“Or do you suppose it is to no purpose that the Scripture says, ‘He yearns jealously over the spirit that he has made to dwell in us?’” ~ James 4:5
Explanation of the Text: The text for today is one of the most difficult in the New Testament to interpret. There are a wide range of views on how the text should be structured and interpret. Ultimately, most commentators will agree that in its difficulty of interpretation, it is hard to be dogmatic about the exact phrasing. However, each of them would also agree with some general principles that come out of the text as well. This particular text is difficult to translate because of the following reasons:
1) In the phrase ‘He yearns’ the word ‘he’ is not part of the original text.
2) The capitalization of the word ‘spirit’ is confusing because the Greek text did not use punctuation.
3) James refers to Scripture, and yet the phrase that he quotes is not found in Scripture.
With that said, let’s work our way through the verse to the best of our ability and draw out some of those points.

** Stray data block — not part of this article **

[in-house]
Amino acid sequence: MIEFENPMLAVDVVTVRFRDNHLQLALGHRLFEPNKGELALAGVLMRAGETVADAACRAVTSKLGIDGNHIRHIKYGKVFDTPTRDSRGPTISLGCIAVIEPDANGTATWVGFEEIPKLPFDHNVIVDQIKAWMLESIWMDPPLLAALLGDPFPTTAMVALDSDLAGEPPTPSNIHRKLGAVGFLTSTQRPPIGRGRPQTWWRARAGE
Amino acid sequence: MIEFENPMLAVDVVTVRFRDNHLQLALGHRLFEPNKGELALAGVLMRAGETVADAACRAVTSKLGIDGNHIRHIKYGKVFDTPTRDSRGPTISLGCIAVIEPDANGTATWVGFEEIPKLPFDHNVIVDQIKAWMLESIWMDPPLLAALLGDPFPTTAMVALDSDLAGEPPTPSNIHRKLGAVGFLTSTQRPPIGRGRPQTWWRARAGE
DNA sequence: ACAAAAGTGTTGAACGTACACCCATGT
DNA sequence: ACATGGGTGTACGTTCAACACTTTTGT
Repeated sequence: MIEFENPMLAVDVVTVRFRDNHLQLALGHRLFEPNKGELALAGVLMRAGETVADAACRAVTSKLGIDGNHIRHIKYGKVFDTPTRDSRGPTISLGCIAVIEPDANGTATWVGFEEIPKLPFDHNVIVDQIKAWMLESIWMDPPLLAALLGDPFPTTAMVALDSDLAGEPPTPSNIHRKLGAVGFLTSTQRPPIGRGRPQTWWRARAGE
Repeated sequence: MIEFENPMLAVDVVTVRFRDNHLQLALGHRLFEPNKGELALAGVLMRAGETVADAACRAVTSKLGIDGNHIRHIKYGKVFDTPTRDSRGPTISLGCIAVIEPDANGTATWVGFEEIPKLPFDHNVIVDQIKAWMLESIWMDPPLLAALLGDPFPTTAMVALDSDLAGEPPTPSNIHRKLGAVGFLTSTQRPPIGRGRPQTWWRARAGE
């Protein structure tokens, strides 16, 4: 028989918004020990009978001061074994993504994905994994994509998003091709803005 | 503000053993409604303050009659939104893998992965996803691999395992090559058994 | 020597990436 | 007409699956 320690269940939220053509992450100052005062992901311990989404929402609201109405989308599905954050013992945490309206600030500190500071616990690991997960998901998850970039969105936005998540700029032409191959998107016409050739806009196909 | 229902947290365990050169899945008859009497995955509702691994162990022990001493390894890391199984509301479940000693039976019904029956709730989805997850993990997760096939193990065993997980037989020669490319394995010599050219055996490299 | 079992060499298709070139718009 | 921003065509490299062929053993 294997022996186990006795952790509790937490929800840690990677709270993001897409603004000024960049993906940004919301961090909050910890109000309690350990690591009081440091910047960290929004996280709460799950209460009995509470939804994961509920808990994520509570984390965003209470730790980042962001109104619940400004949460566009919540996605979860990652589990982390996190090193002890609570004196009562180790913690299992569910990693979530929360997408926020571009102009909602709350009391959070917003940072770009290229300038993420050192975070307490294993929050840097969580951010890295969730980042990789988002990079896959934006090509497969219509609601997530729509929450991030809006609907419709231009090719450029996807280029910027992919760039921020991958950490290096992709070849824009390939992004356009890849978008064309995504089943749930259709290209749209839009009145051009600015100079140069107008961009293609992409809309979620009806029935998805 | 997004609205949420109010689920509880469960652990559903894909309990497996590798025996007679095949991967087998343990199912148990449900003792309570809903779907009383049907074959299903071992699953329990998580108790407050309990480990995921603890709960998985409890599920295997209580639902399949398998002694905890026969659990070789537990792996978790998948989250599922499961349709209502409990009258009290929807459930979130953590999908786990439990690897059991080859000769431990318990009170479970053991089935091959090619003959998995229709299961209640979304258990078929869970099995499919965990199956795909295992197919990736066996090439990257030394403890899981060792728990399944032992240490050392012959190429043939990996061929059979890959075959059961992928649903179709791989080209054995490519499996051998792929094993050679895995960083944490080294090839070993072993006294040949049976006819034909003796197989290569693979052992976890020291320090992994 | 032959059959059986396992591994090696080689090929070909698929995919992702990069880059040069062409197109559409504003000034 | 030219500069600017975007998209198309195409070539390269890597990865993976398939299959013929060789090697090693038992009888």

James begins verse 5 with a question that introduces his quote, by referring readers to the Scripture and questioning their commitment to it. While the phrase James is quoting cannot be found in Scripture itself, it seems that he is quoting a basic truth that his found in Scripture, even if the exact words aren’t used. In essence, he is paraphrasing for his readers. This phrase, or question, could be reworded to say something like, ‘Do you think that what was written in Scripture is useless or without purpose?” or “Do you hold the Scripture in high regard and thus acknowledge its teaching….?” This is important because James is pointing them to the authority of Scripture. The question forces each person to examine and question what their personal attitude is towards Scripture. Scripture is authoritative for every aspect of living (2 Timothy3:16). As such, it is worthy to be obeyed and applied to daily living. Therefore, in asking the question, “Or do you suppose it is to no purpose that the Scripture says….?” James is implying to the believers they must be committed to the very Word of God and its authority in everyday living.